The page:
• Dramatically hand his Foreign Minister duties at high-profile conferences over to some officials, making his resignation really look like an emergency.
  • Give Gillard some time to sweat while he flies back to Australia without announcing what he intends to do.

All the while knowing that Labor can’t afford for him to resign from Parliament completely, as they would not only lose his seat but probably the current election in Queensland.

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Revolutionising our education through funding?

The data has it: Australia is falling behind. We are losing out in our children’s reading, maths and science scores, being beaten by most of East Asia, Canada and New Zealand — and we don’t like losing to New Zealand! So what are we doing about it? Apparently, commissioning a highly respected corporate director to write a 250-page report on how we can make our system better; well David Gonski came through and the results were released yesterday. Here, in his own words (published in the Fairfax papers), was the thrust of it:

The race is on, and Australia is losing ground.

On average, socio-economically advantaged students are achieving better outcomes than disadvantaged; metropolitan students are achieving better than rural and remote students; and disabled students are falling behind their peers. This is not acceptable in Australia, where we take pride in giving everyone a ”fair go”.

… The funding system that sustains our three school sectors – government, Catholic and independent – is complex, confusing, opaque and inconsistent across states and territories, and obscures educational goals and accountability.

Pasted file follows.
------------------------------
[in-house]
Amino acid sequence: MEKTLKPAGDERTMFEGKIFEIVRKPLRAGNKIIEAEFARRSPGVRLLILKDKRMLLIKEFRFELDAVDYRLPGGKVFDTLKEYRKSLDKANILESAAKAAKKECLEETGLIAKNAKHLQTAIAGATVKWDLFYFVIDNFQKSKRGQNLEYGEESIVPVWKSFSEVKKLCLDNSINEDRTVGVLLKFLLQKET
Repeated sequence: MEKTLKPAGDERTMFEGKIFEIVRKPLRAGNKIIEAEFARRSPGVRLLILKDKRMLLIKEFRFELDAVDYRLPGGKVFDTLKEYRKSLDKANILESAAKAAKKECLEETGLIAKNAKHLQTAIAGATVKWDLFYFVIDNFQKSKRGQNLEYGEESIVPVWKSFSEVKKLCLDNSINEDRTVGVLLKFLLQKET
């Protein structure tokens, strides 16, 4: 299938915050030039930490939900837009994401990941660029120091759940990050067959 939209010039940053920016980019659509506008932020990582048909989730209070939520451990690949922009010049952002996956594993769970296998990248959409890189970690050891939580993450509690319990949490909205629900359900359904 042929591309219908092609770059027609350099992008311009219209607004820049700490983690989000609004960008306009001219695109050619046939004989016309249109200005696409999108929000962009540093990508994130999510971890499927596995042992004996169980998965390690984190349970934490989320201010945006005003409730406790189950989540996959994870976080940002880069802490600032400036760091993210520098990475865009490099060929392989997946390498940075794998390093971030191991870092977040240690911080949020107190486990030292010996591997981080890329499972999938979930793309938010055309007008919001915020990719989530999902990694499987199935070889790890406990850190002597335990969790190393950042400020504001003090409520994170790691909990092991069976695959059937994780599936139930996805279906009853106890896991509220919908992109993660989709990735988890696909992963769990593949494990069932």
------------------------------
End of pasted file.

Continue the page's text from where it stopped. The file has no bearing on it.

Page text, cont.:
… That’s why the review panel has proposed Australia adopt a Schooling Resource Standard that would have two elements: the amount of per-student investment required to provide a high-quality education, plus loadings targeting disadvantage.

The Sydney Morning Herald editorialised that the school funding system has become as bad as it is due to no planning and developing over time for less than ideal motives. However, Gonski’s recommendations are not politically viable at this time.

Politics 1, Gonski and schools 0.

His review was asked to find a way to fix school funding, state and federal, which has grown piecemeal over decades into a Heath Robinson-like contraption – a fundamentally unfair one, a product of temporary fixes and vote-buying.

… Gonski was hamstrung from the start by the requirement that any change produce no losers. Inevitably, it had to recommend that the government spend a lot more on schools to bring the disadvantaged up to the level the privileged attained long ago. Given the tight federal budget and the promise of an early return to surplus, the government cannot contemplate Gonski’s recommended $5 billion-a-year funding boost … So like a child asking for the impossible, Gonski has been told: “We’ll see.”

Sister paper The Age agreed with the Herald, but spent a lot more time congratulating itself for being agreed with by Gonski and stressing the “inequality” in the system and less time on the realpolitik of the reform.

As usual, the most sophisticated analysis came from The Australian, which praised the more “clear and transparent” system that Gonski proposed, but also noted a few other factors:

Reversing educational decline | The Australian.

As with the present system, parents of students in the wealthiest fee-paying schools would continue to carry a heavy burden — funding state schools through their taxes and paying the fees for their own children, who would receive only about 20 to 25 per cent of the “schooling resource standard” in government subsidies under the proposed model. Contrary to the claims of public sector teachers’ unions, non-government schools are excellent value for taxpayers.